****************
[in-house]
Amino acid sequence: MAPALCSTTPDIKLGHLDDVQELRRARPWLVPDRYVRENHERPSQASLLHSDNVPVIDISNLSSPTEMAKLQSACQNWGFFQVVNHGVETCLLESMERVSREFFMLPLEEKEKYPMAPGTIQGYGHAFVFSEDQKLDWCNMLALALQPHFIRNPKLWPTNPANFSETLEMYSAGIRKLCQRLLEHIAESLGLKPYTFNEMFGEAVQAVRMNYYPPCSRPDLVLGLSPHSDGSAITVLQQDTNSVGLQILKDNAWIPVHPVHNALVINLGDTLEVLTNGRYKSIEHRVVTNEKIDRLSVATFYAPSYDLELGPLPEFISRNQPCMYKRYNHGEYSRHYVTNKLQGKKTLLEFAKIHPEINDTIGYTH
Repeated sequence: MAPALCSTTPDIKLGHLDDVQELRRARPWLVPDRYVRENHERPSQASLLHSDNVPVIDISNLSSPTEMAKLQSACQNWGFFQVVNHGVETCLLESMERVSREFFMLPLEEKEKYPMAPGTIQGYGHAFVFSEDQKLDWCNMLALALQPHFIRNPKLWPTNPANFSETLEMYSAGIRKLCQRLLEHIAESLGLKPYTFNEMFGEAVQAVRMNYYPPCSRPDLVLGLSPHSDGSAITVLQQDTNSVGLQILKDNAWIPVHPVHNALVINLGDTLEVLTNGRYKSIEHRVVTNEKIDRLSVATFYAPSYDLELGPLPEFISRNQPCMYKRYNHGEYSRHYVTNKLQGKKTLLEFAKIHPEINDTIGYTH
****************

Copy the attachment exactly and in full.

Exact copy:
[in-house]
Amino acid sequence: MAPALCSTTPDIKLGHLDDVQELRRARPWLVPDRYVRENHERPSQASLLHSDNVPVIDISNLSSPTEMAKLQSACQNWGFFQVVNHGVETCLLESMERVSREFFMLPLEEKEKYPMAPGTIQGYGHAFVFSEDQKLDWCNMLALALQPHFIRNPKLWPTNPANFSETLEMYSAGIRKLCQRLLEHIAESLGLKPYTFNEMFGEAVQAVRMNYYPPCSRPDLVLGLSPHSDGSAITVLQQDTNSVGLQILKDNAWIPVHPVHNALVINLGDTLEVLTNGRYKSIEHRVVTNEKIDRLSVATFYAPSYDLELGPLPEFISRNQPCMYKRYNHGEYSRHYVTNKLQGKKTLLEFAKIHPEINDTIGYTH
Repeated sequence: MAPALCSTTPDIKLGHLDDVQELRRARPWLVPDRYVRENHERPSQASLLHSDNVPVIDISNLSSPTEMAKLQSACQNWGFFQVVNHGVETCLLESMERVSREFFMLPLEEKEKYPMAPGTIQGYGHAFVFSEDQKLDWCNMLALALQPHFIRNPKLWPTNPANFSETLEMYSAGIRKLCQRLLEHIAESLGLKPYTFNEMFGEAVQAVRMNYYPPCSRPDLVLGLSPHSDGSAITVLQQDTNSVGLQILKDNAWIPVHPVHNALVINLGDTLEVLTNGRYKSIEHRVVTNEKIDRLSVATFYAPSYDLELGPLPEFISRNQPCMYKRYNHGEYSRHYVTNKLQGKKTLLEFAKIHPEINDTIGYTH